Their moods will likely lighten after they DO get the side switched and find the lengthy jam on “Desolation Row” which opens the B-side. On a personal note, hearing the song played out for eleven minutes with the sound cleaned so neatly/obsessively that it’s possible to get a sense of the thickness of the pick with which Dylan is playing goes well beyond satisfying. It’s just so crisp and so clear that it makes lines like “And in comes Romeo, he’s moaning, ‘You belong to me, I believe’/ And someone says, ‘You’re in the wrong place, my friend, you’d better leave’” seem that much more poignant and lonely – particularly with the sonorous echo of this recording too. It is the centerpiece of the first set and while there is more music on the B-side, even repeated listens simply leave listeners starry-eyed at the experience of “Desolation Row.”

As memorable as LP1 is, LP2 trumps it handily. Listeners will actually be able to hear the tension in Royal Albert Hall rise as Dylan’s backing band takes the stage and dive bombs into the crowd’s collective face with the sexy and dark “Tell Me Momma.” It’s funny too because it seems as though even the production staff didn’t know what to expect because the sound clips at first. It’s cool because, even fifty years after the fact, hearing the crew caught off-guard and both singer and band clearly reveling in it feels like such a deliberately contrary act; “going electric” is one thing, but flat-out sticking it to people is quite another.

The “willfully contrary” vibes set forth by “Tell Me Momma” continue after the house crew gets a handle on the new levels for the board, and “I Don’t Believe You,” “Baby Let Me Follow You Down” and (on the album’s D-side) “Like A Rolling Stone” all shimmer and shine with an audible, bad-ass smirk plastered all over Bob Dylan’s face. There’s no question regarding whether the singer’s having fun with the fact that he’s being rebellious (“These are protest songs,” he declares, and, “This is American music – not British invasion music”), and that would be a tawdry problem – if this record didn’t sound so good. The revelry of both the band and singer is infectious and that forgives the more ridiculous moments (see “Leopard Skin Pill Box Hat” for an example of those) by just being young, brash and rebellious all at once.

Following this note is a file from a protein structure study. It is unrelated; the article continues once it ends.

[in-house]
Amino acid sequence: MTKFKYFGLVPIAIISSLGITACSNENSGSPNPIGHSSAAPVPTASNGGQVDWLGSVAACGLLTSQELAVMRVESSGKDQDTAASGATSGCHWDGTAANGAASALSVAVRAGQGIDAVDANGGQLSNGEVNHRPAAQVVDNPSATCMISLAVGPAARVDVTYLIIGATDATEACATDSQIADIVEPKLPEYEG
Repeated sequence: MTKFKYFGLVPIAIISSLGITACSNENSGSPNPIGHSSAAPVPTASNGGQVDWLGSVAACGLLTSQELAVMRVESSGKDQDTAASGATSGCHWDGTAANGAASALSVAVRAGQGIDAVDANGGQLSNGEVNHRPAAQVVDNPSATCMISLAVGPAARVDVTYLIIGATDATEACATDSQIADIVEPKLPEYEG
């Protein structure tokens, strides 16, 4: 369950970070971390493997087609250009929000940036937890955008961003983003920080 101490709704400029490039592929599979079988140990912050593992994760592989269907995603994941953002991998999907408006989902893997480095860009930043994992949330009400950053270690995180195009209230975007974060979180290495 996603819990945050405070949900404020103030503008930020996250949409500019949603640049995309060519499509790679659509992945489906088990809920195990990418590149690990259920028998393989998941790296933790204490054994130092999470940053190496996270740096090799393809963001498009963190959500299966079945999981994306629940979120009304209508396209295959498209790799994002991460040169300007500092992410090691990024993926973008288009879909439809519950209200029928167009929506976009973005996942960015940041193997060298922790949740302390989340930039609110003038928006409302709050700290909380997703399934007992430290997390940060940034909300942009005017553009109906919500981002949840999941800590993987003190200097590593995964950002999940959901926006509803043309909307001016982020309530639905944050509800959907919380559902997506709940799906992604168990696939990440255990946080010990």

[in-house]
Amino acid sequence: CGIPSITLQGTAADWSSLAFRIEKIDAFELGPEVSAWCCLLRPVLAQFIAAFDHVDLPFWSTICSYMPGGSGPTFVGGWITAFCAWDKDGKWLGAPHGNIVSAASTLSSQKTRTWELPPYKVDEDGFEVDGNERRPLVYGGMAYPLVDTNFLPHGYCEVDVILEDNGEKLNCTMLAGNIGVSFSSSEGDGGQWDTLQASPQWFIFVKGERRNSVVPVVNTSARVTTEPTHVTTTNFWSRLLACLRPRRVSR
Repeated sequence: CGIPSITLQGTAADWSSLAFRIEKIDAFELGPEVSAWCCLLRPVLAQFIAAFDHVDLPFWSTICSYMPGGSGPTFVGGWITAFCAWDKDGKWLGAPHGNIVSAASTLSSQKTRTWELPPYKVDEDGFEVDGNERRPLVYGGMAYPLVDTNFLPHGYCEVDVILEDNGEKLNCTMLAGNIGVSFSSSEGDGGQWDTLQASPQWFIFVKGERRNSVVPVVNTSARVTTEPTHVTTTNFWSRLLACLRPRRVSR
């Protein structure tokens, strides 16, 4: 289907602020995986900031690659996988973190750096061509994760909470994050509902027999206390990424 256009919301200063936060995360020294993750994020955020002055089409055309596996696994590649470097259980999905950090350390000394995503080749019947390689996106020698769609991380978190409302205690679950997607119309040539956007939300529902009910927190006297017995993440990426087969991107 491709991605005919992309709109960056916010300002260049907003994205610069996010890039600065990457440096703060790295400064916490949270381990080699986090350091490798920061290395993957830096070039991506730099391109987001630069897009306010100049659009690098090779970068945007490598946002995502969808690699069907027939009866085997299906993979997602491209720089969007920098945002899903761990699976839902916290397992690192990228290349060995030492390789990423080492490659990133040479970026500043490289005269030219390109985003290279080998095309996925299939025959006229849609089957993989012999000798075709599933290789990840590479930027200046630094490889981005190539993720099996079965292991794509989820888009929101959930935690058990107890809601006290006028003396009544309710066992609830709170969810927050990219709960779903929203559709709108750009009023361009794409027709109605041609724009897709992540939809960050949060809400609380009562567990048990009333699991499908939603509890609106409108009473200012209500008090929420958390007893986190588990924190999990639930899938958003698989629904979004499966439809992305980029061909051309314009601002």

Listening back to this show now, there isn’t a soul who will hear it who will be able to miss the importance of it as well as the sophisticated arrogance it so boldly embodies. It’s still debatable if the world was ready for folk to join the pop idiom when it did; the genre was finally starting to get its due on an international stage, but who knows how much it might have grown if Dylan hadn’t challenged the establishment and forced some evolution within it.Such questions could be debated endlessly but, listening to Royal Albert Hall 1966, the finer points of the timing quickly prove themselves to be irrelevant. The spirit of rebellion that is so plainly present here honestly sounds awesome and missing the opportunity to experience it would be tantamount to doing oneself a fantastic disservice. This moment in time needs hearing so, on Record Store Day, go find it and hear it, reader. [Bill Adams]


The 2LP, Record Store Day edition of The Real Royal Albert Hall 1966 Concert will be released on November 25, 2016. Find a copy at your local independent record store!